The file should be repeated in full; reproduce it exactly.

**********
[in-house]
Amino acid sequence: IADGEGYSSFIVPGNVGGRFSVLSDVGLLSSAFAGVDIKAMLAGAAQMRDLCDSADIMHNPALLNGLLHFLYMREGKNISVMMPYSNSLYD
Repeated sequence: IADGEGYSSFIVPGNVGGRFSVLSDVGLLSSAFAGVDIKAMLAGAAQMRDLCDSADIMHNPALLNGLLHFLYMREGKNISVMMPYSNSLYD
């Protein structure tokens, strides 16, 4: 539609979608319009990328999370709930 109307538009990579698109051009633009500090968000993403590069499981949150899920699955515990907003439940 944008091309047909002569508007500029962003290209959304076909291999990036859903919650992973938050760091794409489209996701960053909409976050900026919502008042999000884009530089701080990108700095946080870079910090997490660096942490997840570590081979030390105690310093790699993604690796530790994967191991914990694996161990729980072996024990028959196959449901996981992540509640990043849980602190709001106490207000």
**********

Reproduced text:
[in-house]
Amino acid sequence: IADGEGYSSFIVPGNVGGRFSVLSDVGLLSSAFAGVDIKAMLAGAAQMRDLCDSADIMHNPALLNGLLHFLYMREGKNISVMMPYSNSLYD
Repeated sequence: IADGEGYSSFIVPGNVGGRFSVLSDVGLLSSAFAGVDIKAMLAGAAQMRDLCDSADIMHNPALLNGLLHFLYMREGKNISVMMPYSNSLYD
């Protein structure tokens, strides 16, 4: 539609979608319009990328999370709930 109307538009990579698109051009633009500090968000993403590069499981949150899920699955515990907003439940 944008091309047909002569508007500029962003290209959304076909291999990036859903919650992973938050760091794409489209996701960053909409976050900026919502008042999000884009530089701080990108700095946080870079910090997490660096942490997840570590081979030390105690310093790699993604690796530790994967191991914990694996161990729980072996024990028959196959449901996981992540509640990043849980602190709001106490207000």